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  The Producer Price Index Rose 0.5% in May
Posted Under: Data Watch • Inflation • PPI
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Implications: If the Fed was looking for reassurance that "transitory factors" holding down inflation may be starting to give way, they got it just in time for next week's meeting. Energy prices, which have been the key driver pushing prices lower since mid-2014, were up 5.9% in May and are up 18.7% at an annual rate over the past three months. As a result, overall prices have been moving higher as well. The 0.5% increase in overall producer prices in May was the largest gain for any month since 2012. Since March, producer prices are up at a 1.5% annual rate. Prices outside the volatile food and energy sectors have been relatively quiet over the past year. Service prices have increased 0.6% while "core" goods, which exclude food and energy, are up 0.5%. However, given the extended period of loose monetary policy and the recent (partial) rebound in oil prices, we expect inflation to pick up in the year ahead and to do so more quickly than most investors expect. The Fed can see this too, and it is their expectations for future inflation, more than the rearview mirror, that guide their decisions. If they believe inflation is starting to turn higher, a June rate hike could certainly be on the table. Other factors may play a role in their decision as well. For example, May saw price declines in trade, transportation and warehousing, which may still be hangover from the West Coast port strikes. These effects won't last, though, and when they fade inflation will move higher. In turn, this likely means higher bond yields and a more aggressive Fed than is right now priced into market expectations.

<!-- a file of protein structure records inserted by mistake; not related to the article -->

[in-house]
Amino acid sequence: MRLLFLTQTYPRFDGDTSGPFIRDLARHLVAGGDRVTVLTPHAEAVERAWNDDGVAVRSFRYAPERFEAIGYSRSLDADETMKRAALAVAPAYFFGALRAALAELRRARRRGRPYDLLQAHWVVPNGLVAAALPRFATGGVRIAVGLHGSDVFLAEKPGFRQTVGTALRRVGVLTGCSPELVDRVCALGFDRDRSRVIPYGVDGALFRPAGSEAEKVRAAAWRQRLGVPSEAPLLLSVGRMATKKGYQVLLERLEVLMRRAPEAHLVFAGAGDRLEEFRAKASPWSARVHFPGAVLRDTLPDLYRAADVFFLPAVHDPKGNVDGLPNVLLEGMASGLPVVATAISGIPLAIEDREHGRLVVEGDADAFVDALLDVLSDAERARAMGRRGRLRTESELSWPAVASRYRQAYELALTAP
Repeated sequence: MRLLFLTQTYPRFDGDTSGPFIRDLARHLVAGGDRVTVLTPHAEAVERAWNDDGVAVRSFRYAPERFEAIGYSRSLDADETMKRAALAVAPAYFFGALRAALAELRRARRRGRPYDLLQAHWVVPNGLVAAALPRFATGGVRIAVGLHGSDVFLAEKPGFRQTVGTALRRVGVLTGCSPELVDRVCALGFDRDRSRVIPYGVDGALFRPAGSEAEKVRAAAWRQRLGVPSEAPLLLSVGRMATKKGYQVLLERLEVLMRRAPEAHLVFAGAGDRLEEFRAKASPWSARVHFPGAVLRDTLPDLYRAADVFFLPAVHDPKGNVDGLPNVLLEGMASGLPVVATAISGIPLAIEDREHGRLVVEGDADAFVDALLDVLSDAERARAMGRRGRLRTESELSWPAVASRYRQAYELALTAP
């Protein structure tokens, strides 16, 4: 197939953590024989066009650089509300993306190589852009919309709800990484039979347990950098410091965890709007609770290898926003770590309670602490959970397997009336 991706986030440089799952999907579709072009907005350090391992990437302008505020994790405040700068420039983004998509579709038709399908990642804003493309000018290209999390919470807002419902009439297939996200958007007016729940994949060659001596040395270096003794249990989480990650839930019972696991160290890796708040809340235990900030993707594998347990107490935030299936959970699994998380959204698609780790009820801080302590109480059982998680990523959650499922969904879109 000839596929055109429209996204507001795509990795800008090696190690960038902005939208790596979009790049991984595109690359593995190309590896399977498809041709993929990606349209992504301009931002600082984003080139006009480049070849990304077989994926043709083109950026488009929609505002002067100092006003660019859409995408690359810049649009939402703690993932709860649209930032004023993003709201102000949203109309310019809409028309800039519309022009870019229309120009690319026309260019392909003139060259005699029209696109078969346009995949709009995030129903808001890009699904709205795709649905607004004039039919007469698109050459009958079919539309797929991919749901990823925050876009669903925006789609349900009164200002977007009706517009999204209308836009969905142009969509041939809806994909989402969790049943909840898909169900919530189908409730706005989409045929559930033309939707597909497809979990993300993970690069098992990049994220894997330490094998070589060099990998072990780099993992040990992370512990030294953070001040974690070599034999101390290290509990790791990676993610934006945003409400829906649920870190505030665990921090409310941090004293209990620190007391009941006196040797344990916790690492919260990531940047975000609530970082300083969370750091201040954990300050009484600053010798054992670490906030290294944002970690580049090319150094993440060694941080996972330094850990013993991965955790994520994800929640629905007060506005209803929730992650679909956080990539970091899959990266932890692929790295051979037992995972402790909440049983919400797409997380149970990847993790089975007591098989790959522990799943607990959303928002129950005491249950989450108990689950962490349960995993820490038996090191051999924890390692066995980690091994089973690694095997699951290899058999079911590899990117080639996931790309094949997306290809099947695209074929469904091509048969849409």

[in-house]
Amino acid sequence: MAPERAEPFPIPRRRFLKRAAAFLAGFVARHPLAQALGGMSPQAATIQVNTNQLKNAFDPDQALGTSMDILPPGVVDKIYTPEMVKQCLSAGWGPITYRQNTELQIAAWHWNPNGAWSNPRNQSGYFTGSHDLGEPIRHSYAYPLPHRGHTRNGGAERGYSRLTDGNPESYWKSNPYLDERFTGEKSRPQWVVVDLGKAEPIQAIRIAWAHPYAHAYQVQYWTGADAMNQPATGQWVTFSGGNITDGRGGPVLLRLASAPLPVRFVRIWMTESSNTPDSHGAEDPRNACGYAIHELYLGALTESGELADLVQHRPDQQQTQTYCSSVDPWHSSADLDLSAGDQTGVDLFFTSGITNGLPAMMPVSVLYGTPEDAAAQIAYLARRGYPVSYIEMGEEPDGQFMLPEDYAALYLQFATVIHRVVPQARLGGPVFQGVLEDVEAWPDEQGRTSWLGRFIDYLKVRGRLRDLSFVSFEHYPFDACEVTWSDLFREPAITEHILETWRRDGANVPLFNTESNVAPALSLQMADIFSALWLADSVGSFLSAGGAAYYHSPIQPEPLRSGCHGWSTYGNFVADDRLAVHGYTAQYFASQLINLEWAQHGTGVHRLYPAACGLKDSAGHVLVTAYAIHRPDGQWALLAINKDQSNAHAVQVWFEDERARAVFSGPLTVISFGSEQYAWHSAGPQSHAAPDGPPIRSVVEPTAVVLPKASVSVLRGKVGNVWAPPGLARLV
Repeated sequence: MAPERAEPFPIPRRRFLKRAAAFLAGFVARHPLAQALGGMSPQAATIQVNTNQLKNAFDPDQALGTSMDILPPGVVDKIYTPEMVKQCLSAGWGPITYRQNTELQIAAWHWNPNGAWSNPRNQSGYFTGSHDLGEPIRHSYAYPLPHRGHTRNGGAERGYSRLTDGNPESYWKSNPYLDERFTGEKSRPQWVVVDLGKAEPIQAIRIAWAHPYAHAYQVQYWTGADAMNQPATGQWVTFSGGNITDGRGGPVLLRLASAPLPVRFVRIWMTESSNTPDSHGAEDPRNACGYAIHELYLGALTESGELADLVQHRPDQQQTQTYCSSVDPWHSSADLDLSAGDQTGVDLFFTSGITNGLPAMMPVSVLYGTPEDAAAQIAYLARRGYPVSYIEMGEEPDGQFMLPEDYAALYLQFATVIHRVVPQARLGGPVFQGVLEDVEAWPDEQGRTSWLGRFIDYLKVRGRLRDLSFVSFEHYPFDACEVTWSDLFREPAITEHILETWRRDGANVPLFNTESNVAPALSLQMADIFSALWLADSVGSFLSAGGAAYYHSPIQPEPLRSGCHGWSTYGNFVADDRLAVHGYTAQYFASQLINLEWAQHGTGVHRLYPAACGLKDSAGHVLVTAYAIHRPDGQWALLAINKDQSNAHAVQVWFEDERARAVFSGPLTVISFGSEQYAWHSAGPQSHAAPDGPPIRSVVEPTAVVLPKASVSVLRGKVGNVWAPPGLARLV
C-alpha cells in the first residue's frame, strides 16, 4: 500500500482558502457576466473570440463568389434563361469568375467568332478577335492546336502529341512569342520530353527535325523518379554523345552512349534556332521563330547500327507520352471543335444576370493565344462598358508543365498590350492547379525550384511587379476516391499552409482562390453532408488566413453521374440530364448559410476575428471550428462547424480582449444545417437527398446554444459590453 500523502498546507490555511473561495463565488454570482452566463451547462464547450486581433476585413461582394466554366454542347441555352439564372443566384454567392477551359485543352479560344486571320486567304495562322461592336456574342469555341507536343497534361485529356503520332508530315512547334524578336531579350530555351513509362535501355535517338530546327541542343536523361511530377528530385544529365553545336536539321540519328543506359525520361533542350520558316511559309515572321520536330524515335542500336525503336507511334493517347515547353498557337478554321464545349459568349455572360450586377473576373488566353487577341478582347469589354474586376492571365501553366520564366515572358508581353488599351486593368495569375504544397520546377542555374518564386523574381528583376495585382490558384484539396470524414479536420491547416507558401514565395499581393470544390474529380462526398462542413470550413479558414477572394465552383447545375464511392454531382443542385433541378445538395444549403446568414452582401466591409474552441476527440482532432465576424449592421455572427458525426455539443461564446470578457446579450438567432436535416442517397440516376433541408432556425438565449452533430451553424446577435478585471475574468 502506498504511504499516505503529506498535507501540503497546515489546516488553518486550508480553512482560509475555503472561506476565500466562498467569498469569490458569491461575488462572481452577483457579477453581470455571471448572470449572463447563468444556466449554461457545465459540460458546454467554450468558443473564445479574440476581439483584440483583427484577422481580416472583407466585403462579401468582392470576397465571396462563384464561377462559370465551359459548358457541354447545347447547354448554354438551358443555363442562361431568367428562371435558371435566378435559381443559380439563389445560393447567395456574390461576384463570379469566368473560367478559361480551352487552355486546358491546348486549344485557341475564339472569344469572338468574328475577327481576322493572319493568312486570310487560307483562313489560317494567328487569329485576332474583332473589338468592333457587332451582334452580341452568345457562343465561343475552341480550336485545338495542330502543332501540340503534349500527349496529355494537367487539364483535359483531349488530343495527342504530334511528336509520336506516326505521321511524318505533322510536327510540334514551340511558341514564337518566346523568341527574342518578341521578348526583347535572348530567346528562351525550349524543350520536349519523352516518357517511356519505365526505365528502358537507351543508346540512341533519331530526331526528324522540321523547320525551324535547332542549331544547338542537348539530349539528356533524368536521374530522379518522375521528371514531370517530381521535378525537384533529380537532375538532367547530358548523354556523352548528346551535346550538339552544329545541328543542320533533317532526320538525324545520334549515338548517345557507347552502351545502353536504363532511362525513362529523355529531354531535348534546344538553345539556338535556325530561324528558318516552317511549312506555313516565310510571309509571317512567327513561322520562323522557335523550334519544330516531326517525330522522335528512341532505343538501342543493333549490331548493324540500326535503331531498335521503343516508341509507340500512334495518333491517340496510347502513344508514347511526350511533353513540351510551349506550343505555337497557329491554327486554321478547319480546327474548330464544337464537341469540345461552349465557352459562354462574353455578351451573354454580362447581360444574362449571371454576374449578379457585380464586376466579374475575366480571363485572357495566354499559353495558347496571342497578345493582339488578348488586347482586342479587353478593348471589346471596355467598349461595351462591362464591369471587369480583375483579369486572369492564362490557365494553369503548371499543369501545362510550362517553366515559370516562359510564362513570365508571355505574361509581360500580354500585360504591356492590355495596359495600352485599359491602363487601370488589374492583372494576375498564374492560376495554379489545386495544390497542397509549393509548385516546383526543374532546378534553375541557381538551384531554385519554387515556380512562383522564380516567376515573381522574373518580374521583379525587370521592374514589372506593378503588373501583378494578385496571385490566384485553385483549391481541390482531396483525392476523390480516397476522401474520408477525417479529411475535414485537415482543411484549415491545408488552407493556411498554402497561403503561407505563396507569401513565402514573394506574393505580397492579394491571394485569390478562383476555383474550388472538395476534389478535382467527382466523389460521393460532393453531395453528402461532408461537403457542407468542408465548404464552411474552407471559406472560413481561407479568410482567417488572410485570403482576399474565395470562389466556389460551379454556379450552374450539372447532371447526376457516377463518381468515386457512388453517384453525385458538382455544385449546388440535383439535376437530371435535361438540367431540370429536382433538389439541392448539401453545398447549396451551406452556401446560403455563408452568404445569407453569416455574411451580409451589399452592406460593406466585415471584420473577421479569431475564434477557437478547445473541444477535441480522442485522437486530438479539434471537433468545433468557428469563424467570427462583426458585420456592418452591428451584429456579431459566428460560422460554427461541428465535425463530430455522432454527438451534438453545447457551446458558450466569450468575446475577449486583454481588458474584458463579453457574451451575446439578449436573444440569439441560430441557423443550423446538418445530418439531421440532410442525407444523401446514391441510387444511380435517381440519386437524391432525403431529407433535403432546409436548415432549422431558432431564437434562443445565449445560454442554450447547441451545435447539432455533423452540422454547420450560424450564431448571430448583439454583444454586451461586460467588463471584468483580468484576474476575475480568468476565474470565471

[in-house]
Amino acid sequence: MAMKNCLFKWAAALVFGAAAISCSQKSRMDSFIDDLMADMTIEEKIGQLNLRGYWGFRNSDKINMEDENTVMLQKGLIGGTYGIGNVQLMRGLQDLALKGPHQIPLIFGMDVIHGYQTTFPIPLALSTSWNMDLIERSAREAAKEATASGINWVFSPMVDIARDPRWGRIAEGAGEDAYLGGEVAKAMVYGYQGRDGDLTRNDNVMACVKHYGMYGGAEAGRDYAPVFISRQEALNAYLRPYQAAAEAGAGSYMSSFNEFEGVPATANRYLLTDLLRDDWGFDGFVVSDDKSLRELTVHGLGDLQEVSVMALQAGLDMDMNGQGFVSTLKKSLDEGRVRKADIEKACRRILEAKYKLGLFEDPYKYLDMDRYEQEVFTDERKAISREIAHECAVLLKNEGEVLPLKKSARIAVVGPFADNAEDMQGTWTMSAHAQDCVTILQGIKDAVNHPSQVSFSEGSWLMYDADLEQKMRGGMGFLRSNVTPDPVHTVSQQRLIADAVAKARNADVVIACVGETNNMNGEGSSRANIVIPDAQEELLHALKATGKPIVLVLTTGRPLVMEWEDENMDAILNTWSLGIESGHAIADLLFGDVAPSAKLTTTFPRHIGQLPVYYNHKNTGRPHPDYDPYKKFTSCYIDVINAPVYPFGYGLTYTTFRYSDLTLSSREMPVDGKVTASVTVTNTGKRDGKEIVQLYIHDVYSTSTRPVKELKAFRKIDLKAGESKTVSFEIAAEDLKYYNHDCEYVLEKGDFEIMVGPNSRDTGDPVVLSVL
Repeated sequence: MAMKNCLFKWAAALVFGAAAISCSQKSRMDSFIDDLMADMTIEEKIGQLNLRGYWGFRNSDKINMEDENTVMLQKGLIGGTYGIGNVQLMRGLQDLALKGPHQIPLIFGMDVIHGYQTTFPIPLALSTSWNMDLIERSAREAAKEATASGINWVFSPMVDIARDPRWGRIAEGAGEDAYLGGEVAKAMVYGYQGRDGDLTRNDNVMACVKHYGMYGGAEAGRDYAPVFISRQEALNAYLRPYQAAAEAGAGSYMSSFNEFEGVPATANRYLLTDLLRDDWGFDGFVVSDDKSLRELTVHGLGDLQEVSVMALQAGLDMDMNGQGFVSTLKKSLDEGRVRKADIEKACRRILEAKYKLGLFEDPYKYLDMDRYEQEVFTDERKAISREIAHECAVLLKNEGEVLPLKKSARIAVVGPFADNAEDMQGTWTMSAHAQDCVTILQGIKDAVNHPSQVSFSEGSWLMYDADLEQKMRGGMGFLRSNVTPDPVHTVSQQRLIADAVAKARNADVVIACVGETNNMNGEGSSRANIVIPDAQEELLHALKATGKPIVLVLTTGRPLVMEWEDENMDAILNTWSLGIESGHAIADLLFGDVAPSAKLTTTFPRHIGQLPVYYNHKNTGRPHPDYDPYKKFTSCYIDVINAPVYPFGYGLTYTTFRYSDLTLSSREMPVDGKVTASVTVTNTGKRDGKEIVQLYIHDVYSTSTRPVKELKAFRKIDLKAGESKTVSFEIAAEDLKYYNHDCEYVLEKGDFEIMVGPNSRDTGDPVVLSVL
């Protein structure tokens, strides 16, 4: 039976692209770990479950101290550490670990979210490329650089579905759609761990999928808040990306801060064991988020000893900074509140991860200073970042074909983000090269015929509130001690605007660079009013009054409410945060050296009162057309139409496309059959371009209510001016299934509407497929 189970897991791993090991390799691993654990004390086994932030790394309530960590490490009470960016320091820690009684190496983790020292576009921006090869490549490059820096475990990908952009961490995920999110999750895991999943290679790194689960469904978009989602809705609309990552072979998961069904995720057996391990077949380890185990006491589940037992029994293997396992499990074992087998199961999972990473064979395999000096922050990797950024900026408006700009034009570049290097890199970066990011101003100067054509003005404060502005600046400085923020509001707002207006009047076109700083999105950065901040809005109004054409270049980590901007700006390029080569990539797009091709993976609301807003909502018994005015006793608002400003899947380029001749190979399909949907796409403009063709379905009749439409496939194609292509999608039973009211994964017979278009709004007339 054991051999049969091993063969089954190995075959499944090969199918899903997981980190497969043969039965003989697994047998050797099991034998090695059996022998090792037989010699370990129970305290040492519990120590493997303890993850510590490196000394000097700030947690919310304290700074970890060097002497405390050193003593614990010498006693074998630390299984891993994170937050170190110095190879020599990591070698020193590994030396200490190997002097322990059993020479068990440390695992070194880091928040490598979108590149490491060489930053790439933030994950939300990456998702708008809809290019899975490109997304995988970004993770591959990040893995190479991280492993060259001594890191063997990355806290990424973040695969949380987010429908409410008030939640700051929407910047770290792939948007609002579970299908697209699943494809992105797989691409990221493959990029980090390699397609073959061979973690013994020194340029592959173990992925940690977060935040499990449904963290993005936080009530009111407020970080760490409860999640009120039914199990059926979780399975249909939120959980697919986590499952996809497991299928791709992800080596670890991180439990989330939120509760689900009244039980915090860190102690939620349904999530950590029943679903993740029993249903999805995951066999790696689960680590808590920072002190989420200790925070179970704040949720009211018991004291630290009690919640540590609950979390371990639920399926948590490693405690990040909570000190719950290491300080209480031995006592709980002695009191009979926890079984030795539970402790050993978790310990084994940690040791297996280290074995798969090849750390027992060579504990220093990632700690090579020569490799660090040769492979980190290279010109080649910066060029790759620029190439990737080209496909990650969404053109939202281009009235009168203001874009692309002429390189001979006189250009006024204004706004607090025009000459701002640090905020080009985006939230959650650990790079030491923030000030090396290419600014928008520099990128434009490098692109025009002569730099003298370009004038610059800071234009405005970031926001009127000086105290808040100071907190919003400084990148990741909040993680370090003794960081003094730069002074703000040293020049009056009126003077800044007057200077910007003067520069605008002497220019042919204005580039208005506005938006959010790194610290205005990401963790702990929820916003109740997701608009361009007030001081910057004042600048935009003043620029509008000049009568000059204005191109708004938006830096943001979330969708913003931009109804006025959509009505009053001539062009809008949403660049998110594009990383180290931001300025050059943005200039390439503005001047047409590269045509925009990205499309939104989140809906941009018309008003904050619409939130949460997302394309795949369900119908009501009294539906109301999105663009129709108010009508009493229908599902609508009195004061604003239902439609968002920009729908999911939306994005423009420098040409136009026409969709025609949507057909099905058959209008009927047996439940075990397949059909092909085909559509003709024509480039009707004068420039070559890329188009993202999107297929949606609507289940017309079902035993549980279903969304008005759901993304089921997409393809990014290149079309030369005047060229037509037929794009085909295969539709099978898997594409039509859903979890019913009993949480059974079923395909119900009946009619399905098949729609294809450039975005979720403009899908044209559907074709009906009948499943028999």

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Posted on Friday, June 12, 2015 @ 10:07 AM • Post Link Share: 
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